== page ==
The President’s global minimum tax proposal…permits tax-free repatriation of amounts earned in countries taxed at rates above the global minimum rate. …the global minimum tax plan also takes the benefit out of shifting income into low and no-tax jurisdictions by requiring that the multinational pay to the US the difference between the tax haven rate and the U.S. rate.

The bottom line is that American companies would be taxed by the IRS for doing business in low-tax jurisdictions such as Ireland, Hong Kong, Switzerland, and Bermuda.

But if they do business in high-tax nations such as France, there’s no extra layer of tax.

The bottom line is that the U.S. tax code would be used to encourage bad policy in other countries.

Though Mr. Stack sees that as a feature rather than a bug, based on the preposterous assertion that other counties will grow faster if the burden of government spending is increased.

…the global minimum tax concept has an added benefit as well…protecting developing and low-income countries…so they can mobilize the necessary resources to grow their economies.

And he seems to think that support from the IMF is a good thing rather than (given that bureaucracy’s statist orientation) a sign of bad policy.

At a recent IMF symposium, the minimum tax was identified as something that could be of great help.

The bottom line is that the White House and the Treasury Department are fixated at hobbling competitors by encouraging higher tax rates around the world and making sure that American-based companies are penalized with an extra layer of tax if they do business in low-tax jurisdictions

For what it’s worth, the right approach, both ethically and economically, is for American policy makers to focus on fixing what’s wrong with the American tax system.

P.S. When I debunked Jeffrey Sachs on the “race to the bottom,” I showed that lower tax rates do not mean lower tax revenue.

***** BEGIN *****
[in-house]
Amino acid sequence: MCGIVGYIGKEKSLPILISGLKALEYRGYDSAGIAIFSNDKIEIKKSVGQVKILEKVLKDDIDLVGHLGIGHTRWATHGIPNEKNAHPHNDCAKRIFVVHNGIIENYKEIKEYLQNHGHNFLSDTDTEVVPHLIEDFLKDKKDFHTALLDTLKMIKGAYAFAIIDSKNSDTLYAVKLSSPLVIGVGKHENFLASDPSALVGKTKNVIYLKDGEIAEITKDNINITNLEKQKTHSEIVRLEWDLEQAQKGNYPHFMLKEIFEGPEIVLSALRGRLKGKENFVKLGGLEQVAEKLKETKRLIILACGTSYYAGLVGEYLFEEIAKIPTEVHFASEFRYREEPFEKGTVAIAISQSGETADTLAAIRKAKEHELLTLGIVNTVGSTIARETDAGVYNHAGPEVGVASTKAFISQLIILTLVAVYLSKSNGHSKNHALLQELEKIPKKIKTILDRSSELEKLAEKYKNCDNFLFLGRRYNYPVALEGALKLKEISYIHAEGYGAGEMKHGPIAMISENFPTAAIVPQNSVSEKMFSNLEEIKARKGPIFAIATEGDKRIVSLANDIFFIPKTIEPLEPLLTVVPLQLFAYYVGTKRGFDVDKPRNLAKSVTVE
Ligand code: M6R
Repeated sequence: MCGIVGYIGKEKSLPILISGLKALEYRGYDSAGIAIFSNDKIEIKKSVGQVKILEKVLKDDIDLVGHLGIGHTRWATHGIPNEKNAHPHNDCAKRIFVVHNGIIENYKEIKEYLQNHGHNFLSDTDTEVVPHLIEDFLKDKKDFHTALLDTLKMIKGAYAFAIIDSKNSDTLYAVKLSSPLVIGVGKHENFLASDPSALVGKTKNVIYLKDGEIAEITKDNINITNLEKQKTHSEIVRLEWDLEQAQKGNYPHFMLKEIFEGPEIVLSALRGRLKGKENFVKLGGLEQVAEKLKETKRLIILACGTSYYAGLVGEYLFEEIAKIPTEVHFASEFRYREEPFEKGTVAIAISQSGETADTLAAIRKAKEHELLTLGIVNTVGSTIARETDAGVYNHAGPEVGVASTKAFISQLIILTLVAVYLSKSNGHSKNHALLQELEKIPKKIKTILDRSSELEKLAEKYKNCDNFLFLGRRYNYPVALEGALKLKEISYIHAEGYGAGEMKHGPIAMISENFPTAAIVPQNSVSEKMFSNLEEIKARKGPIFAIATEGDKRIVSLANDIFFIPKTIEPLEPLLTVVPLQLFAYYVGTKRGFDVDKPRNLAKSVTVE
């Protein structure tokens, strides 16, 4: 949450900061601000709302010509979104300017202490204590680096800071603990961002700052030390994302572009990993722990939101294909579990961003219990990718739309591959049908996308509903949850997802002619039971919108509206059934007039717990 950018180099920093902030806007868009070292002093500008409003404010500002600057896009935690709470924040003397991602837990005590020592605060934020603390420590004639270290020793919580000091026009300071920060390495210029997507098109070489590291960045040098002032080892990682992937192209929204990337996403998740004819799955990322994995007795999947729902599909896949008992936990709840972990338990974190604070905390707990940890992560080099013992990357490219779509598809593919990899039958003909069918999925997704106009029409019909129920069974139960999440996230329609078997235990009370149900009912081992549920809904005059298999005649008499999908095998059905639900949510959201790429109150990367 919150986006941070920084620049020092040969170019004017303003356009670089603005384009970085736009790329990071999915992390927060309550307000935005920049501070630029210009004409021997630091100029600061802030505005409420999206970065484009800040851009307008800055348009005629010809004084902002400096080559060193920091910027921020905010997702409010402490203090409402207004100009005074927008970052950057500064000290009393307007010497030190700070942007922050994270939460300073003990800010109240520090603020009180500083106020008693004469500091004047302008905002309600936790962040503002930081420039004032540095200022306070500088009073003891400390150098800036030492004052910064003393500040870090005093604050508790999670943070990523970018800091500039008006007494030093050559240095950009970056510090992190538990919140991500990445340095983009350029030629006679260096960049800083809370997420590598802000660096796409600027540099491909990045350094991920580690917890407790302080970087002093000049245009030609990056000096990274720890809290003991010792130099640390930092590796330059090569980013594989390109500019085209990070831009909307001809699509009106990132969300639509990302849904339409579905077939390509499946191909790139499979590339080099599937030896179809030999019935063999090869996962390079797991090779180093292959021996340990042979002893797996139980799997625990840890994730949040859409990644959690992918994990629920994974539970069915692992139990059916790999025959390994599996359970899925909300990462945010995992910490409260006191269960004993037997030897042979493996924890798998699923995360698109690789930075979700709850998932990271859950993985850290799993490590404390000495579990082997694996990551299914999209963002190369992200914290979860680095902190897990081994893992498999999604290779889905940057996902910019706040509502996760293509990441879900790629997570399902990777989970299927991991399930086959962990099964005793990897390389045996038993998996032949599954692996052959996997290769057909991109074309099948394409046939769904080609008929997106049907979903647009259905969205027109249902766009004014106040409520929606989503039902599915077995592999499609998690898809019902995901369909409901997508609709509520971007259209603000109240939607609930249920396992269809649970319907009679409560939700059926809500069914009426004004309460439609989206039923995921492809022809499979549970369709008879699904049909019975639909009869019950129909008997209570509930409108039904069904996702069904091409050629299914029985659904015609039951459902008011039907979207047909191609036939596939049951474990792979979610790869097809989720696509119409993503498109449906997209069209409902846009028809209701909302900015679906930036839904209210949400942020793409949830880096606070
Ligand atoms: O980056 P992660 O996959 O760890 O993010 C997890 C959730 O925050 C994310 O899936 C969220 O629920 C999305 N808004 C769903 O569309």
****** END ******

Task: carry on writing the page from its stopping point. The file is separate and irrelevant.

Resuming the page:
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The President today released his budget for fiscal year 2016, a document that also shows what will happen to taxes, spending, and red ink over the next 10 years if the White House’s budget is adopted.

Here are the four things that deserve critical attention.

1. Obama proposes to have spending grow by an average of about 5.4 percent per year over the next five years and more than 5 percent annually over the next 10 years, well more than twice as fast as projected inflation.

Though it oftentimes doesn’t get sufficient attention, the change in government spending is the most important number (or set of numbers) in any budget. If the burden of spending is rising, regardless of whether that increase is financed by taxes or borrowing, more resources will be diverted from the economy’s productive sector.

In President Obama’s budget, he wants government spending in FY 2016 to be $3,999.5 billion, an astounding increase of 9.4 percent over the Congressional Budget Office’s estimate of $3,656 billion of spending in the current fiscal year (the President is proposing additional spending for FY 2015, so the annual increase between 2015-2016 in his budget is “only” 6.4 percent).

Even more troubling, he wants government spending to climb by more than twice as fast as inflation in future years. And most worrisome of all, he wants government to grow faster than the private sector, which means that the burden of government spending will climb as a share of GDP, both over the next five years and the next 10 years.

The challenge for the GOP: In part because spending rose so much in 2009, but also in part because Congress waged important fiscal battles over debt limits, shutdowns, and sequestration, there was a de facto spending freeze between 2009 and 2014. Unfortunately, spending is climbing by at least twice the rate of inflation in 2015, and Obama wants additional big increases in the future. It will be very revealing to see whether Republican control of both the House and Senate means policy moves back in the direction of spending restraint.

2. The President wants to renege on the 2011 debt limit agreement by busting the spending caps.

With great fanfare in 2011, the White House and Congress agreed to boost the debt limit, but only because both parties agreed on some modest caps to control the growth rate of discretionary spending.